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Thread: Tripping breaker

  1. #21
    Join Date
    Dec 2007
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    NE Nebraska
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    Quote Originally Posted by Ingenieur View Post
    I've designed more than a few sewage pump stations
    elec, mech and sanitary design
    in my experience they are typically over sized for peak demand and storm water infiltration

    I designed for a duty cycle of 25-30% avg
    10-20 low flow
    60-70 peak


    another consideration is retention time, in both the wet well and force main
    too long = septic
    you want to evacuate the fm every 4-6 hrs since no air in line
    it is a balance: too big = septic, too small friction loss, wasted hp

    the whole system needs reviewd
    piping
    well size
    pump size
    controls
    not only elec

    could be as simple as adjusting the level control
    Isn't duty cycle somewhat a guesstimate?

    When that new lift station goes in there are only 25 houses feeding into it. 50 years later that same station is still there, maybe a few parts have been replaced after wearing out but still mostly the same thing - but there is now 150 houses feeding into it. Thing happen over time.
    I live for today, I'm just a day behind.

  2. #22
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    Jan 2016
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    Quote Originally Posted by kwired View Post
    Isn't duty cycle somewhat a guesstimate?

    When that new lift station goes in there are only 25 houses feeding into it. 50 years later that same station is still there, maybe a few parts have been replaced after wearing out but still mostly the same thing - but there is now 150 houses feeding into it. Thing happen over time.
    isn't that obvious?
    it is all edtimates
    but you design for a service life of 10-20 years
    and current edu's x the areas population growth rate
    unless a new development, then for projected buildout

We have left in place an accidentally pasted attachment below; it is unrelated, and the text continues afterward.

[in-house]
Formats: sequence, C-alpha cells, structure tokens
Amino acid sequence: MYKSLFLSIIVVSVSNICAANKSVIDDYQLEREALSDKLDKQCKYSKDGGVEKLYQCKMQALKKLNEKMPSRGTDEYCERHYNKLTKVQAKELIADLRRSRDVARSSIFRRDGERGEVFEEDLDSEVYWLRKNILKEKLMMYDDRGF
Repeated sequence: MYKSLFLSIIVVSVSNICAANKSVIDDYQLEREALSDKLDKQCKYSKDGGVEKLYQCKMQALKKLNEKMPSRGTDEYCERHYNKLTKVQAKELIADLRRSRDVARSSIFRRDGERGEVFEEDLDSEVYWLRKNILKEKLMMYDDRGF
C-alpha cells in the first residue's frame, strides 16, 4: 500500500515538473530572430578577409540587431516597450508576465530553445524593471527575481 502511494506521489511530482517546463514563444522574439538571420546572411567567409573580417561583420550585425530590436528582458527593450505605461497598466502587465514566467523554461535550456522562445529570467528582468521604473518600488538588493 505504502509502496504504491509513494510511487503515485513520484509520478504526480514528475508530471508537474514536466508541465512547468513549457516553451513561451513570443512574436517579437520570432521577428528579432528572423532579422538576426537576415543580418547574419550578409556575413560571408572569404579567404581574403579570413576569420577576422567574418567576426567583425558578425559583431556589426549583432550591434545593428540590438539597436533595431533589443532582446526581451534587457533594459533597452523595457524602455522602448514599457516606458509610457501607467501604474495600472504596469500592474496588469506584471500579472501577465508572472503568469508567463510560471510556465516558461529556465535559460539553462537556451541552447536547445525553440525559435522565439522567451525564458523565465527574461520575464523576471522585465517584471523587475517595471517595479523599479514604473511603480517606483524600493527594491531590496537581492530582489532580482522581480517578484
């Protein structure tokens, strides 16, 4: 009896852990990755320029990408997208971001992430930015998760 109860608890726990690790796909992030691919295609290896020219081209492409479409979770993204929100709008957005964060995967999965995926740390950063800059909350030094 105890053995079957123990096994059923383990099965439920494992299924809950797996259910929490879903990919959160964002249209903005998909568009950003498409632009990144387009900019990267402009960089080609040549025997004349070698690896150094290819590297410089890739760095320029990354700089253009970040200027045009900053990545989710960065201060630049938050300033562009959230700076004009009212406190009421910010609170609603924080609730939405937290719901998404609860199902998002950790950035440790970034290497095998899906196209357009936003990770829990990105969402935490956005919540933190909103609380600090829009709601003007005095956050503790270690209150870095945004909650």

and hope you can get the times you need with float adjustment
    some times vfd's are required
    sometimes 3 pumps
    it depends on the area

    have you done the capacity calcs for pump stations?
    we used water records

    one of the larger ones

  3. #23
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    Dec 2007
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    Quote Originally Posted by Ingenieur View Post
    isn't that obvious?
    it is all edtimates
    but you design for a service life of 10-20 years
    and current edu's x the areas population growth rate
    unless a new development, then for projected buildout
    and hope you can get the times you need with float adjustment
    some times vfd's are required
    it depends on the area

    have you done the capacity calcs for pump stations?
    we used water records
    My experience is service calls on mostly 40+ year old pumping stations in small villages.

    And there is almost always equipment that has been replaced or added that wasn't the original equipment either.
    I live for today, I'm just a day behind.

  4. #24
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    Quote Originally Posted by kwired View Post
    My experience is service calls on mostly 40+ year old pumping stations in small villages.

    And there is almost always equipment that has been replaced or added that wasn't the original equipment either.
    there are different scenarios
    extending sewers into new areas
    easiest because you know counts and new building rates
    although sewers will increase that some

    replacement of existing
    law requires hour meters, so flow can be estimated from pump down/in flow tests
    if you see 1 hr/day run time you know you have too much pump
    you can resize off of that data

    new development
    the toughest
    it may be sized for 50 homes but that may take 10 years